A coalition press release said executives from organizations including Airbnb, Apple, Dropbox, Etsy, Google, LinkedIn, Twitter, Salesforce, Spotify, and Uber, have committed to being founding signatories of the ACT Report, pledging to hold themselves and their companies accountable to accelerate progress toward achieving DEI success. Together, these founding signatories represent more than 500,000 tech employees.

Paradox Strategies offers a full range of solutions to support DEI initiatives, and produced a report on DEI best practices earlier this year.

Related: See our 3-part series on building diversity

Paradox Strategies is again named a Top 10 diversity and inclusion company

2021-dei-award-800px

For the second consecutive year, Manage HR has named Paradox Strategies to its Top 10 Diversity and Inclusion Companies for its innovative DEI solutions to help customers overcome challenges in diversity, equity, and inclusion.

“The featured companies are frontrunners in the market owing to their comprehensive features and extensive technology innovation,” the magazine’s website states. Award recipients are nominated by Manage HR subscribers.

Paradox Strategies is featured in an article in the magazine’s recent diversity and inclusion edition that recognizes both emerging and top 10 diversity and inclusion companies. The article is about how we work at the intersection of innovation and inclusion to show how effective leaders deliver growth and performance by embracing an organization’s collective talents.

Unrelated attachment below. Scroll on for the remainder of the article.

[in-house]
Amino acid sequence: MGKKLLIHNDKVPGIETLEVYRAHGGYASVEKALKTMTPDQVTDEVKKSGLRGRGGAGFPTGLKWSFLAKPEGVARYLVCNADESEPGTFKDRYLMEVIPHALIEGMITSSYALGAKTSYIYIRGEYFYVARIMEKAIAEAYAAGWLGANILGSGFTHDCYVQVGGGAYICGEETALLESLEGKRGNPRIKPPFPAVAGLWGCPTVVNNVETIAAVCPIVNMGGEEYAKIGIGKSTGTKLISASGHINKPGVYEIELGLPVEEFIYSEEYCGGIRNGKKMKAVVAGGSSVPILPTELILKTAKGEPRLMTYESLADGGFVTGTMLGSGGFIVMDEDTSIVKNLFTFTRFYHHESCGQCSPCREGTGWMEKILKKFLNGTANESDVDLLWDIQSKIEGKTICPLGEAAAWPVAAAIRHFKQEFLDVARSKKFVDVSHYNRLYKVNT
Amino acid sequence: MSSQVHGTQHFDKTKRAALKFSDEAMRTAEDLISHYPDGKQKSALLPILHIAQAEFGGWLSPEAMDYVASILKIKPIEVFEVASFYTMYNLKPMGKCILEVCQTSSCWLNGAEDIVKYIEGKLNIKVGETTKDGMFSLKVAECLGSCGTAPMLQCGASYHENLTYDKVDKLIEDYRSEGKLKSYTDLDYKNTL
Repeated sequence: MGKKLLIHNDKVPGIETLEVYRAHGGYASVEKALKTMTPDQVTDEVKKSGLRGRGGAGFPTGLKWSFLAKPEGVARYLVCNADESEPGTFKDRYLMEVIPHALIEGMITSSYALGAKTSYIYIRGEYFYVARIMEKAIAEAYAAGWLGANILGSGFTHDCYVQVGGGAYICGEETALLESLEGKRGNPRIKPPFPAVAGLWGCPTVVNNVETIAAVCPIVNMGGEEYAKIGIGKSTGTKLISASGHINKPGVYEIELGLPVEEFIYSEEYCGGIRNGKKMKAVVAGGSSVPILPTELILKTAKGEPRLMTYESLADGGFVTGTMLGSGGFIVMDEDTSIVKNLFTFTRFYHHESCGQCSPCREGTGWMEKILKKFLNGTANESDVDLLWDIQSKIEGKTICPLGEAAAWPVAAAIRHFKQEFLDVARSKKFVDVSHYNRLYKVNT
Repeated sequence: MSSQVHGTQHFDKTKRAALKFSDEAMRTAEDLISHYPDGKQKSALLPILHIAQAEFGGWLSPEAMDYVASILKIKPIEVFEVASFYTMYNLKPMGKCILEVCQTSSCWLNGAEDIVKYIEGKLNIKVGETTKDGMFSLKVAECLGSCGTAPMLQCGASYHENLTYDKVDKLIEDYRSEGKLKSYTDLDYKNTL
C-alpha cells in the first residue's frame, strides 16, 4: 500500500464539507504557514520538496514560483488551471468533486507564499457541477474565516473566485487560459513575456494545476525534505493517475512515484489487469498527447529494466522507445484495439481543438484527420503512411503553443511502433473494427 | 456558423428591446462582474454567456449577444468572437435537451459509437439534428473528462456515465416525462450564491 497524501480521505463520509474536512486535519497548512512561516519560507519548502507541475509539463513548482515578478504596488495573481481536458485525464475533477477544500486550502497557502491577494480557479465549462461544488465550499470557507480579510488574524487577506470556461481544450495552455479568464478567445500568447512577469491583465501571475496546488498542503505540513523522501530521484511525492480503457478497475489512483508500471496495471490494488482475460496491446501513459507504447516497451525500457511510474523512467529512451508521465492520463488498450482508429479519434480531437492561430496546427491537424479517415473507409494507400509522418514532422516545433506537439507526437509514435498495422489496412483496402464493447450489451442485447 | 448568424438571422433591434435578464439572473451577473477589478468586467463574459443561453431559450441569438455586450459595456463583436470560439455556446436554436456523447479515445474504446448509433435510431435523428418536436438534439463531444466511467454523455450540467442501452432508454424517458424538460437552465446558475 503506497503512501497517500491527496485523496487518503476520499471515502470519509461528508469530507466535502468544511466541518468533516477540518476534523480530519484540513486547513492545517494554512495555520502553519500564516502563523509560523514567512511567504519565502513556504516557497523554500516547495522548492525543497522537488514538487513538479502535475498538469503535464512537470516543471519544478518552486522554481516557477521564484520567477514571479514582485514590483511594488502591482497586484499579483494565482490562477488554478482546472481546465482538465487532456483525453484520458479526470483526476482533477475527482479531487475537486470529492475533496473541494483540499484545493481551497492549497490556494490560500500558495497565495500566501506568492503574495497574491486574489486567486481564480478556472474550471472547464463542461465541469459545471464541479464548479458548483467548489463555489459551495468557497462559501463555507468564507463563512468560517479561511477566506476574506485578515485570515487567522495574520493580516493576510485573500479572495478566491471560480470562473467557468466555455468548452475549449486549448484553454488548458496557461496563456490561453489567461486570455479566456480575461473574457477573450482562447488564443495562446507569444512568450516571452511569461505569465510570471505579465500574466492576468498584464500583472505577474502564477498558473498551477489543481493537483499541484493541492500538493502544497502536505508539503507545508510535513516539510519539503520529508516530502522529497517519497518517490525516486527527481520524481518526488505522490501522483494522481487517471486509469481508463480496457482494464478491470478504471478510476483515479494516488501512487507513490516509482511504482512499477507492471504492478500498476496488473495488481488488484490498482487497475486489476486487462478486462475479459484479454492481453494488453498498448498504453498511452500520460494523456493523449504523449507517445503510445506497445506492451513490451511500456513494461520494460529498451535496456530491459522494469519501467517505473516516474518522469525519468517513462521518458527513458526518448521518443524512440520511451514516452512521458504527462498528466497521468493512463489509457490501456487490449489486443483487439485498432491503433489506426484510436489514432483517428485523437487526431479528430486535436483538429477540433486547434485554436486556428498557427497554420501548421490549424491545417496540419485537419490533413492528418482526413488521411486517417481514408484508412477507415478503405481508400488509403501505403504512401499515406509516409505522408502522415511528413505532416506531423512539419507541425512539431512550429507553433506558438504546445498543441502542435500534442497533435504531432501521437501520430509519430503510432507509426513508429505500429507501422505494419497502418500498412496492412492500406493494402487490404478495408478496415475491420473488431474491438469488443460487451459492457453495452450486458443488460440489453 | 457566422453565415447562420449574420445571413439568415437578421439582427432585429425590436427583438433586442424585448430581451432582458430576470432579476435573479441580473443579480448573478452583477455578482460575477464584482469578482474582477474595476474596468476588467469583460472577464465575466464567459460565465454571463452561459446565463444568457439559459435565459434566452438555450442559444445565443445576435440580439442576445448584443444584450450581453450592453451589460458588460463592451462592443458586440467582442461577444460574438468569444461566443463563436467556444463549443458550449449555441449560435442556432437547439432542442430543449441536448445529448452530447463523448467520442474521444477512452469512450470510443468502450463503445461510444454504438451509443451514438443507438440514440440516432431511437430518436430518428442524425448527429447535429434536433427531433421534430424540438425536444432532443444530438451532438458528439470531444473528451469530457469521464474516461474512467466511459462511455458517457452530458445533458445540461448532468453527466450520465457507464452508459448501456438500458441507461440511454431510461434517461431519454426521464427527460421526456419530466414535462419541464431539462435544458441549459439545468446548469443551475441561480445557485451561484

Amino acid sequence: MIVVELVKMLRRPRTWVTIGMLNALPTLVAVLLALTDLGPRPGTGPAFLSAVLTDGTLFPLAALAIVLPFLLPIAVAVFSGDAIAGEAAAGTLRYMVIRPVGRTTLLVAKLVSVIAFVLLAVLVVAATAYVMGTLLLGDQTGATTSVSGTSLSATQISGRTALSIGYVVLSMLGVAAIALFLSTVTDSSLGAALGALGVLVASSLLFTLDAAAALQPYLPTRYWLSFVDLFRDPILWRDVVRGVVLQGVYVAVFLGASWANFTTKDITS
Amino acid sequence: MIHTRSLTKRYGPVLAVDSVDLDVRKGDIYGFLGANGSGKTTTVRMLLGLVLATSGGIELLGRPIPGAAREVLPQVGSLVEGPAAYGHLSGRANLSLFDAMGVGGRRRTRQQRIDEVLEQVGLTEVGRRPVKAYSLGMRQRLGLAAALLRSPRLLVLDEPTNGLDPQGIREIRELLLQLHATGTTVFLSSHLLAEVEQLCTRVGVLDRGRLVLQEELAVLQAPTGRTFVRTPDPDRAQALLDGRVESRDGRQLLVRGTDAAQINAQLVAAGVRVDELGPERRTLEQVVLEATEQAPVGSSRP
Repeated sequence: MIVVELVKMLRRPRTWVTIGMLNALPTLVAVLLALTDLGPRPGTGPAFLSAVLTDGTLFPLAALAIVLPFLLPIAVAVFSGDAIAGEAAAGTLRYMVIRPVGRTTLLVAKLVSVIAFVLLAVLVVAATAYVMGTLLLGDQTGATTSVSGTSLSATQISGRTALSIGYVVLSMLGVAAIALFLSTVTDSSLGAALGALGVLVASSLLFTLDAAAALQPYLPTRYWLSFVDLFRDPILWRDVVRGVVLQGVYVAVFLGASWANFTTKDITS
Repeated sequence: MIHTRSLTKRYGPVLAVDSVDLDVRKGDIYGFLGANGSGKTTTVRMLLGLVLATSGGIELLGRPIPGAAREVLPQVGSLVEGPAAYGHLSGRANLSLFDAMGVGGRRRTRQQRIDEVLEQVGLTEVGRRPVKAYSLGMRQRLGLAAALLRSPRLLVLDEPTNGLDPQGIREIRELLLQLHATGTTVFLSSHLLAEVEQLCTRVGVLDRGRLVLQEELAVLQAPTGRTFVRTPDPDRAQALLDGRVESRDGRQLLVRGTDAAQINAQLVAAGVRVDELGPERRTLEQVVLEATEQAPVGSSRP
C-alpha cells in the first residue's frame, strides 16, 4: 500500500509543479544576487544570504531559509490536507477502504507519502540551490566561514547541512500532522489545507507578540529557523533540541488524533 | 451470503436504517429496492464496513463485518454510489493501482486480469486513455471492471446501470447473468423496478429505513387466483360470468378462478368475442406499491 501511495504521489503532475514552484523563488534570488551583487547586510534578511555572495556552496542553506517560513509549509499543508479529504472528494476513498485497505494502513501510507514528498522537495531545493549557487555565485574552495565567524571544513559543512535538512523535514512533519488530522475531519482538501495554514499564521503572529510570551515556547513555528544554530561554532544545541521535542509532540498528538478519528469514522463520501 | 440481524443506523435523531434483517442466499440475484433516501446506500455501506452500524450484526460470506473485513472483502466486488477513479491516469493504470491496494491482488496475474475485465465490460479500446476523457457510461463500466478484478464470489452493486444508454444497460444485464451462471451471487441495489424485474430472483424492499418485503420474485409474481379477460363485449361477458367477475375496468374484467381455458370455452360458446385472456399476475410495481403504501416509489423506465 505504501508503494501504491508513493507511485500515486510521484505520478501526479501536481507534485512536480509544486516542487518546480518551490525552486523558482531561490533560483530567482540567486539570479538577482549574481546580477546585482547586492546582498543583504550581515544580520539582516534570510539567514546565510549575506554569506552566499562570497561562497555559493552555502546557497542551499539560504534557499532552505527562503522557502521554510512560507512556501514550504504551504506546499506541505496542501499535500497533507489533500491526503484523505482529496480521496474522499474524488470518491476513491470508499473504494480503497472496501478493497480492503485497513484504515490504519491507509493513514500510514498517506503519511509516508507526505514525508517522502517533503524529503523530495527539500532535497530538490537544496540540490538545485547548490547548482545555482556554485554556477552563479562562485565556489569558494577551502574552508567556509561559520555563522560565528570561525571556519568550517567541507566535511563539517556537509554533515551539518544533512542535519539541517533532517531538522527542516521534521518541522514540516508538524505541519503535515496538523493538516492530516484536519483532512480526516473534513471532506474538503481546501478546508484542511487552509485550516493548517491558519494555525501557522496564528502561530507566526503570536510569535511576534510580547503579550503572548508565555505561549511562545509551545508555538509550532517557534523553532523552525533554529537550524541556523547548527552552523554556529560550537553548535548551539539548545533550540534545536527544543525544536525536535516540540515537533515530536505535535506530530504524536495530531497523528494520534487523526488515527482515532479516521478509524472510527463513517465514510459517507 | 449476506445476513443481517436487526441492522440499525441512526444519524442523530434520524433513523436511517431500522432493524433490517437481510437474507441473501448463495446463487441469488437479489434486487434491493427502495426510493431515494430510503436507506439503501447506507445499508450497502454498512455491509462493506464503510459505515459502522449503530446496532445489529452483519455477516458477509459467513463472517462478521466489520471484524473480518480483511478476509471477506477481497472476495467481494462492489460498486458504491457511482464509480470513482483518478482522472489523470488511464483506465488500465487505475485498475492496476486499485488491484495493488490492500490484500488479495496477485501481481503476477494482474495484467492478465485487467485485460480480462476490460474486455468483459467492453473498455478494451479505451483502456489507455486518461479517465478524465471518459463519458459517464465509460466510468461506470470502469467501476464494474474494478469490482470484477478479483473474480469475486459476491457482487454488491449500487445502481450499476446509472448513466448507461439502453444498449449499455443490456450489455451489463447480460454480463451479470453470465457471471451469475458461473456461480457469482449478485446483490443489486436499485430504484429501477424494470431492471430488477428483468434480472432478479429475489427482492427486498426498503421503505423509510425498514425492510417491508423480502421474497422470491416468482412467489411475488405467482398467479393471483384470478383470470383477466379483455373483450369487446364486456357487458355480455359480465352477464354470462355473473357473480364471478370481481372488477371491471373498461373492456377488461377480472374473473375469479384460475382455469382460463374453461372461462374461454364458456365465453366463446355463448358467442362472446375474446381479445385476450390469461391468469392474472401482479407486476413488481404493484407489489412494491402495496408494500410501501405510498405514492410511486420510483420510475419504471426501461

In this interview with Manage HR Magazine, Founding Partner Dr. Linda Hill and 2 of our managing partners, Cheryl Whaley and Taran Swan, share insights into strategies for nurturing individual differences to unleash an organization’s full potential. (Access a PDF reprint of the full article here: Paradox Strategies: Leveraging Cutting-Edge Research to Drive Innovation.)

“There is no question that a diverse and inclusive work environment can help an organization attract top talent and drive innovation. But you can’t take for granted that this will happen naturally,” the three state in the article. “To realize the benefits of diversity and inclusion, organizations need to follow best practices. Paradox helps companies and other groups define these approaches in the context of their own particular circumstances.”

We also landed on the Manage HR Top 10 list last year. Here’s what’s changed since then: